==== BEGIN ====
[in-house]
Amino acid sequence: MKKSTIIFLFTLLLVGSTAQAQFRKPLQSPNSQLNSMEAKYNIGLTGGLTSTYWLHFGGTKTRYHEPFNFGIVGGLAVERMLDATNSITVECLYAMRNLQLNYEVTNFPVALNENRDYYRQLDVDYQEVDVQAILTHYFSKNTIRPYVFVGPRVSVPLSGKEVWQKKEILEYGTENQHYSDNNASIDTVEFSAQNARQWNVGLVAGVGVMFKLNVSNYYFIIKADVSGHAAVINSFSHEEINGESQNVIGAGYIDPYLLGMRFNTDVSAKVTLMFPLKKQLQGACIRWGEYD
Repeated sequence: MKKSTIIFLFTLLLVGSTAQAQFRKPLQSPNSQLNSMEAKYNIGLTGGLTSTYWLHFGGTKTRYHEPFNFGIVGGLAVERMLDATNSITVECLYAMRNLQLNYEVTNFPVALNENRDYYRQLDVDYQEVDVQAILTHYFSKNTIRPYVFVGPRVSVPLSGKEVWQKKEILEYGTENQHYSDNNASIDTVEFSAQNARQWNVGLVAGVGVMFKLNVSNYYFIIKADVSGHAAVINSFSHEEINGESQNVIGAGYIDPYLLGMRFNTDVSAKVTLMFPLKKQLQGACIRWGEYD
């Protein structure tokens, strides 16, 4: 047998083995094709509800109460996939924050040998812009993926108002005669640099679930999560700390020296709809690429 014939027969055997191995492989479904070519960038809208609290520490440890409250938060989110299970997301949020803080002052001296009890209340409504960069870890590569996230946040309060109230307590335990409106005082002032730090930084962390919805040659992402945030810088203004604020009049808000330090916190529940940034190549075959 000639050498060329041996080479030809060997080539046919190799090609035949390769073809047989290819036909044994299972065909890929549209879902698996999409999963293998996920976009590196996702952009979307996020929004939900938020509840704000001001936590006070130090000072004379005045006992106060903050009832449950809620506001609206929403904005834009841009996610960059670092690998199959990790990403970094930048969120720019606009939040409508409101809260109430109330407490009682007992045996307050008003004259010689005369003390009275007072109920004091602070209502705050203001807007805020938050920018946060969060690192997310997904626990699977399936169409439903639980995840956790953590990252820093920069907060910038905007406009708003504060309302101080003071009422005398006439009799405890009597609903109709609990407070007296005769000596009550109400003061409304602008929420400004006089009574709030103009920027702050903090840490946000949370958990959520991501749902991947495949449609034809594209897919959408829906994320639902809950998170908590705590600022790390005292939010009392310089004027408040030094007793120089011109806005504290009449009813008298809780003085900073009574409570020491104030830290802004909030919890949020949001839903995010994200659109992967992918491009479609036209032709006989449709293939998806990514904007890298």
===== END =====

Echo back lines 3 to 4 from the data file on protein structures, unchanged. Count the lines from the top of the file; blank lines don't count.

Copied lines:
Repeated sequence: MKKSTIIFLFTLLLVGSTAQAQFRKPLQSPNSQLNSMEAKYNIGLTGGLTSTYWLHFGGTKTRYHEPFNFGIVGGLAVERMLDATNSITVECLYAMRNLQLNYEVTNFPVALNENRDYYRQLDVDYQEVDVQAILTHYFSKNTIRPYVFVGPRVSVPLSGKEVWQKKEILEYGTENQHYSDNNASIDTVEFSAQNARQWNVGLVAGVGVMFKLNVSNYYFIIKADVSGHAAVINSFSHEEINGESQNVIGAGYIDPYLLGMRFNTDVSAKVTLMFPLKKQLQGACIRWGEYD
């Protein structure tokens, strides 16, 4: 047998083995094709509800109460996939924050040998812009993926108002005669640099679930999560700390020296709809690429 014939027969055997191995492989479904070519960038809208609290520490440890409250938060989110299970997301949020803080002052001296009890209340409504960069870890590569996230946040309060109230307590335990409106005082002032730090930084962390919805040659992402945030810088203004604020009049808000330090916190529940940034190549075959 000639050498060329041996080479030809060997080539046919190799090609035949390769073809047989290819036909044994299972065909890929549209879902698996999409999963293998996920976009590196996702952009979307996020929004939900938020509840704000001001936590006070130090000072004379005045006992106060903050009832449950809620506001609206929403904005834009841009996610960059670092690998199959990790990403970094930048969120720019606009939040409508409101809260109430109330407490009682007992045996307050008003004259010689005369003390009275007072109920004091602070209502705050203001807007805020938050920018946060969060690192997310997904626990699977399936169409439903639980995840956790953590990252820093920069907060910038905007406009708003504060309302101080003071009422005398006439009799405890009597609903109709609990407070007296005769000596009550109400003061409304602008929420400004006089009574709030103009920027702050903090840490946000949370958990959520991501749902991947495949449609034809594209897919959408829906994320639902809950998170908590705590600022790390005292939010009392310089004027408040030094007793120089011109806005504290009449009813008298809780003085900073009574409570020491104030830290802004909030919890949020949001839903995010994200659109992967992918491009479609036209032709006989449709293939998806990514904007890298």